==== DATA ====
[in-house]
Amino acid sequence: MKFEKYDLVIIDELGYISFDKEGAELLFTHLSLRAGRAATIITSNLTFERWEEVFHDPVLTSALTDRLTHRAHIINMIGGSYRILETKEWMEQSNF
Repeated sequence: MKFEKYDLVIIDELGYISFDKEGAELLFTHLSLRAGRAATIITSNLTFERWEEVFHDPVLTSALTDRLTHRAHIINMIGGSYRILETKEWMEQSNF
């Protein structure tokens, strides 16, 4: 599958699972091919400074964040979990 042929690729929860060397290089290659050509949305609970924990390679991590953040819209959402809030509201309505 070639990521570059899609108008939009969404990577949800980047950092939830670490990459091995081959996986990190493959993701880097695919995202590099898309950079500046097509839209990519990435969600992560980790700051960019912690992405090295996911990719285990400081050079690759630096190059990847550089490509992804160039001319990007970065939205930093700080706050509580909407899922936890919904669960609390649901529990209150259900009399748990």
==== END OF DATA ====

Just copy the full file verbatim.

[in-house]
Amino acid sequence: MKFEKYDLVIIDELGYISFDKEGAELLFTHLSLRAGRAATIITSNLTFERWEEVFHDPVLTSALTDRLTHRAHIINMIGGSYRILETKEWMEQSNF
Repeated sequence: MKFEKYDLVIIDELGYISFDKEGAELLFTHLSLRAGRAATIITSNLTFERWEEVFHDPVLTSALTDRLTHRAHIINMIGGSYRILETKEWMEQSNF
């Protein structure tokens, strides 16, 4: 599958699972091919400074964040979990 042929690729929860060397290089290659050509949305609970924990390679991590953040819209959402809030509201309505 070639990521570059899609108008939009969404990577949800980047950092939830670490990459091995081959996986990190493959993701880097695919995202590099898309950079500046097509839209990519990435969600992560980790700051960019912690992405090295996911990719285990400081050079690759630096190059990847550089490509992804160039001319990007970065939205930093700080706050509580909407899922936890919904669960609390649901529990209150259900009399748990």